Speculation on YRC’s survival ramps up

YRC double on road

One sell-side analyst has thrown in the towel on YRC Worldwide (NASDAQ: YRCW).

Following a mixed bag first quarter 2020, in which the carrier reported better-than-expected results, announced it was unlikely to meet future financial covenants and opted out of taking questions from analysts on its earnings call, Stifel Financial (NYSE: SF) equity research analyst David Ross has tapped out.

In a Tuesday report to clients, Ross announced that he has suspended his rating and estimates for the less-than-truckload (LTL) carrier.

“Due to uncertainty around the current liquidity situation and no ability to predict the outcome of YRC’s requests for external relief, we are suspending our rating on the shares,” stated Ross. He went on to state that he views the stock as a “trading vehicle and highly volatile,” noting that it could see 50% or more swings in share price in the weeks and months to come.

The Overland Park, Kansas-based company ended the quarter with $880 million in debt, down approximately $23 million from the close of 2019, and available liquidity increased nearly $38 million to $118 million over the same period. The carrier would have met its adjusted last 12 months’ (LTM) earnings before interest, taxes, depreciation and amortization (EBITDA) covenant requirement of $200 million had it not received a waiver on the requirement for all of 2020 from lenders previously.

YRC reported net income of $4.3 million in first quarter 2020, 12 cents per share on a diluted basis and well ahead of the consensus estimate of a 57-cent-per-share loss. The after-the-market-close quarterly report sent shares surging more than 40% in after-hours trading on Monday. Shares of YRCW closed the trading session up almost 15% on Tuesday.

That’s about where the feel-good quarter ends.

The quarterly result included $39.3 million in net gains on property sales versus a $1.6 million loss on property disposals in the prior-year period. The gains more than saved the quarter and many don’t view them as a recurring tailwind to profitability.

Further, the company said it was unlikely that it would meet the $200 million adjusted EBITDA threshold during the first quarter of 2021 and would likely seek another waiver. The recent waiver allowed the carrier to convert most of its cash interest payments for the first half of 2020 to noncash payable-in-kind.

On its earnings call with analysts, management said that they wouldn’t be fielding questions from analysts due to a “tremendous amount of uncertainty surrounding COVID-19 and the rapidly changing environment.”

Ross notes that the first quarter “wasn’t too bad.” Revenue declined 2.7% year-over-year to $1.15 billion as tonnage per day declined 3% and revenue per hundredweight excluding fuel was down 3.9%. This was partially offset by a 3.9% increase in weight per shipment and 2.5 more operating days in the first quarter 2020 period compared to the first quarter 2019. Operating ratio improved 510 basis points, inclusive of the gains, to 97.6%.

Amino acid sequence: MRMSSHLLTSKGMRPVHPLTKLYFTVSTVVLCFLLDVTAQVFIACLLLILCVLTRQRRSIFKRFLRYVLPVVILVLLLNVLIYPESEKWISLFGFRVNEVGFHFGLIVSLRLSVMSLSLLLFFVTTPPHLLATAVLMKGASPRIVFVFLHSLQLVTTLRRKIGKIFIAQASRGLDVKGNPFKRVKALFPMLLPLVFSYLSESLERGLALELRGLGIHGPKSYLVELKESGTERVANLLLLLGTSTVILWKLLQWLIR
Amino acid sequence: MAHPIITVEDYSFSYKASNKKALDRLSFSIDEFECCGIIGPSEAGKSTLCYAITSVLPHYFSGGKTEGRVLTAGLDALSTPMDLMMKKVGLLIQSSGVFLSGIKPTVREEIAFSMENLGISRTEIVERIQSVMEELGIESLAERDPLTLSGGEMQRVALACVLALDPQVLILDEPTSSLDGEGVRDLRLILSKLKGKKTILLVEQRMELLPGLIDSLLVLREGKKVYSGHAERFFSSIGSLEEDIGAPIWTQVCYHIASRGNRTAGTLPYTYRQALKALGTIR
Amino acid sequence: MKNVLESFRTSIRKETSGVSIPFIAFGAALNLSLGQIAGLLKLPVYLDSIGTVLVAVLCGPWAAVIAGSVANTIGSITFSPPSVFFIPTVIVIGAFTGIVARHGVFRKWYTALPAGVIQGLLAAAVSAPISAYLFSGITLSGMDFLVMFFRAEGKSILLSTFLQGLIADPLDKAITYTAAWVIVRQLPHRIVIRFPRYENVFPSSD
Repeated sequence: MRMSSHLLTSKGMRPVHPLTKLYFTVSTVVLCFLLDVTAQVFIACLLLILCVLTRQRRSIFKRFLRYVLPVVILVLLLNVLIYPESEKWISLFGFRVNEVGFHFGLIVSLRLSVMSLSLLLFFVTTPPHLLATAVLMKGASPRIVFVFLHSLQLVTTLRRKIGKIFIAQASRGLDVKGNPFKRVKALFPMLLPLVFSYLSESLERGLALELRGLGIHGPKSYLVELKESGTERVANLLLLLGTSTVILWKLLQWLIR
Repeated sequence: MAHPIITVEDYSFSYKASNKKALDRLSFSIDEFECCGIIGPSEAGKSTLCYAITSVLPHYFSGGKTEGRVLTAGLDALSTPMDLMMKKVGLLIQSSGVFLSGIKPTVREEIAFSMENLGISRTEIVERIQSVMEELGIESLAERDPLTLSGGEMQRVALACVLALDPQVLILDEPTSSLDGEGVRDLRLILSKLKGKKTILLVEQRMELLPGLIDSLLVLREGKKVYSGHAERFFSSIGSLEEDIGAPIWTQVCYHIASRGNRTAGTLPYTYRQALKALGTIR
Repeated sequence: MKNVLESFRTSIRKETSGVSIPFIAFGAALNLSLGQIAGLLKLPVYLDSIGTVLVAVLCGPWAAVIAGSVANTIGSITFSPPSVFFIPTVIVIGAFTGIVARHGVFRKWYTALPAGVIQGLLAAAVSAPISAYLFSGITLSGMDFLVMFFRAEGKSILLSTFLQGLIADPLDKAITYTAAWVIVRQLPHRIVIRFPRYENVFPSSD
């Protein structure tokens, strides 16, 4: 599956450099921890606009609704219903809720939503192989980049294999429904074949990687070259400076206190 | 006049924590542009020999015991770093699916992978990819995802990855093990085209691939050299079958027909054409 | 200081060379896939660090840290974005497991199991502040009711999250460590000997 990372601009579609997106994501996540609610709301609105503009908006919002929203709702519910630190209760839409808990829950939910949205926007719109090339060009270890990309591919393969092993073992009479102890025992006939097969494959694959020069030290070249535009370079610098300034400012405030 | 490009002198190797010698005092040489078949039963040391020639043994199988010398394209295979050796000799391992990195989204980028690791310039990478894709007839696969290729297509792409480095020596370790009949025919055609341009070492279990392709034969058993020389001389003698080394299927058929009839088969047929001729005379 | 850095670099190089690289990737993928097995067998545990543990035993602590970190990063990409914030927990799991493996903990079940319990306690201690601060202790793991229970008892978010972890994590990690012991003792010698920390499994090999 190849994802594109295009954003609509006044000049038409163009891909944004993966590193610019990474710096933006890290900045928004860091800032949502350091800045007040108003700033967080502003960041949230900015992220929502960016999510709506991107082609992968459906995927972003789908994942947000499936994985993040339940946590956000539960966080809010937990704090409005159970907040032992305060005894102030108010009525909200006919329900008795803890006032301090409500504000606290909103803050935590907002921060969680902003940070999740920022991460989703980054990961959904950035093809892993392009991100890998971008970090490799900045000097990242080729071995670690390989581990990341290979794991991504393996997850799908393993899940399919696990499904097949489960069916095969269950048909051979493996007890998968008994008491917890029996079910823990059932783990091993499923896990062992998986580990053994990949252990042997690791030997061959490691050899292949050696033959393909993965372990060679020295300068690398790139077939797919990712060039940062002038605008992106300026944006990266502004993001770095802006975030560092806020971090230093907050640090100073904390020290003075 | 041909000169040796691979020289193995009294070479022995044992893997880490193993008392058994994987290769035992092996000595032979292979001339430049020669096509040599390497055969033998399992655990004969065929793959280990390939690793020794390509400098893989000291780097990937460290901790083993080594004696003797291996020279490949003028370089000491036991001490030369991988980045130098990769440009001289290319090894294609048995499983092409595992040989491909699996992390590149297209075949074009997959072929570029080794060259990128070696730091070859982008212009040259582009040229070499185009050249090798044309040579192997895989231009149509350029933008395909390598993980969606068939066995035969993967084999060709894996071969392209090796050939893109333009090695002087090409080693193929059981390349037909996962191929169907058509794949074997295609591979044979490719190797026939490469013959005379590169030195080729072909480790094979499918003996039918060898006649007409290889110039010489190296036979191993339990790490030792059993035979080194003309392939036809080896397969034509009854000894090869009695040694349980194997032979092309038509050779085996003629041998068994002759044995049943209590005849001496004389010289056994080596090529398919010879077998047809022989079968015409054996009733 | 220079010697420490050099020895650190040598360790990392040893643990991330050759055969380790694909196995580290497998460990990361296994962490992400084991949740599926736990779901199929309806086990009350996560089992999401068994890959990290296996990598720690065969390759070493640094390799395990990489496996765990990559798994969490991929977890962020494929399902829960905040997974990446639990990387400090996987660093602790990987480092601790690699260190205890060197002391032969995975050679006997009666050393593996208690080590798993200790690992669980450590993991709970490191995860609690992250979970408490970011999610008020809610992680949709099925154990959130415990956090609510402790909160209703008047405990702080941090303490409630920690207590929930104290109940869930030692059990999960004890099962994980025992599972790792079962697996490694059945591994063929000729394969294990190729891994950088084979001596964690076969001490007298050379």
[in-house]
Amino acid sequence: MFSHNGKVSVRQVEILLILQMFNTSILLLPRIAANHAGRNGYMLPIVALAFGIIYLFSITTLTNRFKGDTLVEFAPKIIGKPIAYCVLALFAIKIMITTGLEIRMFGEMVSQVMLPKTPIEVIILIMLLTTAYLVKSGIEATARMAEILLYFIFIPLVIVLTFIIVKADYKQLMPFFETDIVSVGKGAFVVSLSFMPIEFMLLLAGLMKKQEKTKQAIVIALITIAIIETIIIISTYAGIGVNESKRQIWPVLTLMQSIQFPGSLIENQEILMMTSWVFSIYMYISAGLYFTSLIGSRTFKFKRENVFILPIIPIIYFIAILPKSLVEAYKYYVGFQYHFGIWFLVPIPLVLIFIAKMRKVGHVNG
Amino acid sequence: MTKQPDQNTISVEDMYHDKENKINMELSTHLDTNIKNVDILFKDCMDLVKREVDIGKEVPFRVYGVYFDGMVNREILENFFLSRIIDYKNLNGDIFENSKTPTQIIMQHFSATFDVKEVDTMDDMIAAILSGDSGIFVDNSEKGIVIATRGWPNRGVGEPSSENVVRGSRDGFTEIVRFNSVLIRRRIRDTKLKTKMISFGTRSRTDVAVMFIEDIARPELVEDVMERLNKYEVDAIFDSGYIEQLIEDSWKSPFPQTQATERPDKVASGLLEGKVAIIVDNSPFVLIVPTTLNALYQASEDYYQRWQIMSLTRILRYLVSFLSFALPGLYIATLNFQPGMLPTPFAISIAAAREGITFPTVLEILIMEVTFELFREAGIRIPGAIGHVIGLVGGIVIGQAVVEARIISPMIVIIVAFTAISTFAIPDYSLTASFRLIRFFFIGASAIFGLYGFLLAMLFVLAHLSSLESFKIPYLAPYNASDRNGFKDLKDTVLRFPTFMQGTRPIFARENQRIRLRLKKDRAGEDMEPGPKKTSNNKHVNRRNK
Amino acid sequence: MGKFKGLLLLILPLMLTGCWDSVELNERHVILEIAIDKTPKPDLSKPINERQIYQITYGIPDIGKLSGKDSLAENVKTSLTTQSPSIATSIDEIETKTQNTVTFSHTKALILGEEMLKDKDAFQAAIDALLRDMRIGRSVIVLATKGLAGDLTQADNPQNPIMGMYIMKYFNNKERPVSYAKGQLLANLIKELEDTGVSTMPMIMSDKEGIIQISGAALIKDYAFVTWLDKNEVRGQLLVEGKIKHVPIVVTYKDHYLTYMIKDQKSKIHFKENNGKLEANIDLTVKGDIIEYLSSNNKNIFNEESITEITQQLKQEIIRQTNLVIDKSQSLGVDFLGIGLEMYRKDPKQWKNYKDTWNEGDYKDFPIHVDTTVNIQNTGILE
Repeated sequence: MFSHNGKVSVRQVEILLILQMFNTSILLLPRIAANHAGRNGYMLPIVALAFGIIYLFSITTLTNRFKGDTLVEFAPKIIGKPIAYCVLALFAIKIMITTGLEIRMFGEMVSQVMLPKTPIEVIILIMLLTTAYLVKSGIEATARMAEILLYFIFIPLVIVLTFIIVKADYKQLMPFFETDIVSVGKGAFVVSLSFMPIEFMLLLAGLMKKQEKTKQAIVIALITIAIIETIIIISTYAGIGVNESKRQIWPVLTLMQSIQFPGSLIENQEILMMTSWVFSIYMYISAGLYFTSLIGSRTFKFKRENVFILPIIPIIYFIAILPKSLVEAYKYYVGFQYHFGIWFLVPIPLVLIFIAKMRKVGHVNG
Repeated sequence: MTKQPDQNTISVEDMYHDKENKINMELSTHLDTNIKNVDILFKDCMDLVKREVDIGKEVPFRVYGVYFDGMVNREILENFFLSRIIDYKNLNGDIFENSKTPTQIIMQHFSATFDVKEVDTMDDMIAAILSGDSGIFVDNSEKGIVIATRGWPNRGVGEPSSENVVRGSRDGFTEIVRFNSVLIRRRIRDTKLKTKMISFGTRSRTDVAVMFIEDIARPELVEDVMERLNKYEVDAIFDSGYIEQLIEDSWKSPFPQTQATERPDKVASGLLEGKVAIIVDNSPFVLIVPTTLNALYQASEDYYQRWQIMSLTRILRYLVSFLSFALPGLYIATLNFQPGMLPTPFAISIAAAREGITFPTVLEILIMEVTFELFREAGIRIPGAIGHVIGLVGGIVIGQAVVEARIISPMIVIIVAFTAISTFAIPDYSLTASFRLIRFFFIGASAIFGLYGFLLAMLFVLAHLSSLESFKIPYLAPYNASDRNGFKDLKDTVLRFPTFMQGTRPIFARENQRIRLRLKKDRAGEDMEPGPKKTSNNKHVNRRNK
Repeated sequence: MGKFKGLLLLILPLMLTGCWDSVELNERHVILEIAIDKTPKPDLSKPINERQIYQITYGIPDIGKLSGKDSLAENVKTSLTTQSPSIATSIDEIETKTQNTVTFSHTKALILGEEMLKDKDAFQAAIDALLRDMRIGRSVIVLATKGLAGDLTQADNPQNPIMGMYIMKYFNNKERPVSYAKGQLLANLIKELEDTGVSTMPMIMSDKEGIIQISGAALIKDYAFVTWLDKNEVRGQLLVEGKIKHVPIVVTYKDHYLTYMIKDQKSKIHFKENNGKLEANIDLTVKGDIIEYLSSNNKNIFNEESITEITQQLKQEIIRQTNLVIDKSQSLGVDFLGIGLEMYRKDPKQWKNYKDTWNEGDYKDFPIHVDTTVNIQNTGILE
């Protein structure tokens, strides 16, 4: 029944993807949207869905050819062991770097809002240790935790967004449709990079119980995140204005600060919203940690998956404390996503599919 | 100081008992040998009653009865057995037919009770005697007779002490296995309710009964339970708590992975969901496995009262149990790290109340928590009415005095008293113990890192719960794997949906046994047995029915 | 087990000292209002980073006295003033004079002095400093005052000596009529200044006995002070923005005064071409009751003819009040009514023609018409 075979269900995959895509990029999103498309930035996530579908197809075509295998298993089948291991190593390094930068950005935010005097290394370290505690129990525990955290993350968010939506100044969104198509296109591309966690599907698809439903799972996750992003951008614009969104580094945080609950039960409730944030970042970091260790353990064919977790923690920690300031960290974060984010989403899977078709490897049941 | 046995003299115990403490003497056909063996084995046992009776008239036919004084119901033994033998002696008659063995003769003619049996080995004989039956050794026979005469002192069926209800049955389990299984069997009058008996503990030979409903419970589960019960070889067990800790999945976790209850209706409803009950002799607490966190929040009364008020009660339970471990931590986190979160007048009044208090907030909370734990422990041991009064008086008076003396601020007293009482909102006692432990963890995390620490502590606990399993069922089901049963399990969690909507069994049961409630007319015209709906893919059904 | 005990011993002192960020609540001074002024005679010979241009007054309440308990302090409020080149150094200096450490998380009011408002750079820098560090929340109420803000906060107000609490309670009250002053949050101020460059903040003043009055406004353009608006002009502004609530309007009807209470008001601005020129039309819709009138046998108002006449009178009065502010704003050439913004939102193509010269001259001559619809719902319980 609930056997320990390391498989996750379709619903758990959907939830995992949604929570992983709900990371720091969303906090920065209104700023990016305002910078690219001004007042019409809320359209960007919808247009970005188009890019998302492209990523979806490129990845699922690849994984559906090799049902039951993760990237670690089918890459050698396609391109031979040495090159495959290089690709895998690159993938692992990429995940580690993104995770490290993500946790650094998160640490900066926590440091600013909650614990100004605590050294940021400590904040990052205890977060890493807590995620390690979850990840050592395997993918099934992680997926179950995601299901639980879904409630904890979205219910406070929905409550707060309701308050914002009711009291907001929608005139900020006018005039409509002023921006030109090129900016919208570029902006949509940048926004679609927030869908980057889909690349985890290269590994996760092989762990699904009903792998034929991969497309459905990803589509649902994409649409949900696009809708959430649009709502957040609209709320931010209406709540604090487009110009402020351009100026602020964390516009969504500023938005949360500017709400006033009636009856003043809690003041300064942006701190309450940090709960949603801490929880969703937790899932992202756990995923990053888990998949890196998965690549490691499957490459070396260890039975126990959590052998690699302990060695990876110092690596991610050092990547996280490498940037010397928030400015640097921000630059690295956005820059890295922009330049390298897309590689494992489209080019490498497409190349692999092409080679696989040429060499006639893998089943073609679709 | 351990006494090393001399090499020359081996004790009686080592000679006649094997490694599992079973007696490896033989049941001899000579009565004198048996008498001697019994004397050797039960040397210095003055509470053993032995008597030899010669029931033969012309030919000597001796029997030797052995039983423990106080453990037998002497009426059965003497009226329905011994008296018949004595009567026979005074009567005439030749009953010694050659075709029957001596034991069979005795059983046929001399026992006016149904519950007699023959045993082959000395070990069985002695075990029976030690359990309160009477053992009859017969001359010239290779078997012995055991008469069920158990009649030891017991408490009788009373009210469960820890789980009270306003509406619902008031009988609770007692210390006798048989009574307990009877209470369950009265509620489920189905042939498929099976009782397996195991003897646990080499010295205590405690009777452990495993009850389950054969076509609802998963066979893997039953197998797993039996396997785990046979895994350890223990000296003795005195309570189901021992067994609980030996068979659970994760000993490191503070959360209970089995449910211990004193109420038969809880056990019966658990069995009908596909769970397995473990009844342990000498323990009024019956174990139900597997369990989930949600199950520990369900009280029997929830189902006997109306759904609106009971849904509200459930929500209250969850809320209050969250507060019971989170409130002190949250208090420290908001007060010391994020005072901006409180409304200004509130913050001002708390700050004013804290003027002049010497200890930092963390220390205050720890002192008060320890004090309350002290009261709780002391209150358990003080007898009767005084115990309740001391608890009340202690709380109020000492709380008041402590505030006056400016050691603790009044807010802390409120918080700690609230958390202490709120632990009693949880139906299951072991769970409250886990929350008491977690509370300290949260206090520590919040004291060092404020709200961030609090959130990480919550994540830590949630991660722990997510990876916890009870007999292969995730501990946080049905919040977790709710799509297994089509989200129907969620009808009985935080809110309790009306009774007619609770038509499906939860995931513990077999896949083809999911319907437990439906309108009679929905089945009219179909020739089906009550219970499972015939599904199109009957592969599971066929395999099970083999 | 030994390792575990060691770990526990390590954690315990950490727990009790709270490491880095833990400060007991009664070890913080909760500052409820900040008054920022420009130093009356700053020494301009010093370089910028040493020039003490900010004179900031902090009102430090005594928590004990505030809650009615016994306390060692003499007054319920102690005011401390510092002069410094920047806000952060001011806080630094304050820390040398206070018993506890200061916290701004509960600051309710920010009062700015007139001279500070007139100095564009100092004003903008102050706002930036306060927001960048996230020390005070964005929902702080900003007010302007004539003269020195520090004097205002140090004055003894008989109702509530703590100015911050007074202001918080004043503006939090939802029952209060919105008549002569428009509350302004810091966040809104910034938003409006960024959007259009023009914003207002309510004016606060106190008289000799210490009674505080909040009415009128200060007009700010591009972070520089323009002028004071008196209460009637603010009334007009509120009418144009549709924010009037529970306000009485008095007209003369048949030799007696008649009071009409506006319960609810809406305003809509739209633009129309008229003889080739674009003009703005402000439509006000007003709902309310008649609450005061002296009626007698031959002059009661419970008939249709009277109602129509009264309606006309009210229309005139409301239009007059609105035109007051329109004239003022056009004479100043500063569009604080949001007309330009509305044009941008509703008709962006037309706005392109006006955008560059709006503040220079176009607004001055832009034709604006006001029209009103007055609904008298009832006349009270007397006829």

However, Ross said the first quarter is “in the rearview,” pointing to a 23.9% year-over-year decline in LTL volumes for YRC during the month of April, significantly worse than competitors like Old Dominion Freight Line (NASDAQ: ODFL), ArcBest Corp. (NASDAQ: ARCB) and Saia Inc. (NASDAQ: SAIA) that recorded declines of 15.3%, 14% and 13%, respectively, during the month.

Also troubling are recent notices that the company has fallen behind on its commitments.

In a Friday letter to local unions with YRC members, the Central States Health and Welfare Fund noted that YRC was delinquent paying health contributions owed for the month of March and that the carrier advised them that it would be unable to make these payments in April and May. The fund estimates the three-month period will result in a nearly $75 million delinquency, in addition to the more than $48 million already owed by YRC to the pension fund from a prior debt restructuring.

Previously, YRC received a grace period for health and welfare and pension fund contributions to its union employees. The original grace period was for March contributions to be paid in April, but International Brotherhood of Teamsters management warned in a letter to the rank and file that additional extensions may be sought.

The company remains in perpetual turnaround mode, the latest referred to as a “multi-year enterprise transformation strategy,” that includes asset utilization initiatives, migrating all of its separate operating units onto the same technology platform, reporting all five brands on a consolidated basis, favorable work rules following the 2019 labor contract implementation, shuttering terminals, closing New Penn’s headquarters, debt restructuring, headcount reductions, a hiring freeze and suspension of short-term incentives.

Ross’ thoughts on the transformation: “A main result of COVID-19, in our view, has been to act as an accelerant on trends (that may have been moving too slowly) — essentially pressing ‘fast forward’ on life for both aging individuals and aging companies in poor health. YRC certainly fits into the ‘vulnerable population’ category, as it has been lumbering around with multiple preexisting conditions that made it vulnerable to shocks for years now.”

Ross sees the second quarter as “make or break” for the carrier and questions the company’s survival.

“At this point, we believe it’s dependent on two things: a) U.S. government assistance in the form of a grant to cover payroll, health care, and/or other expenses, and b) how quickly volume returns as the economy reopens this month. If we don’t get any good news in the next 30 days, we would not be surprised to see a wind down of operations on or before July 4th weekend.”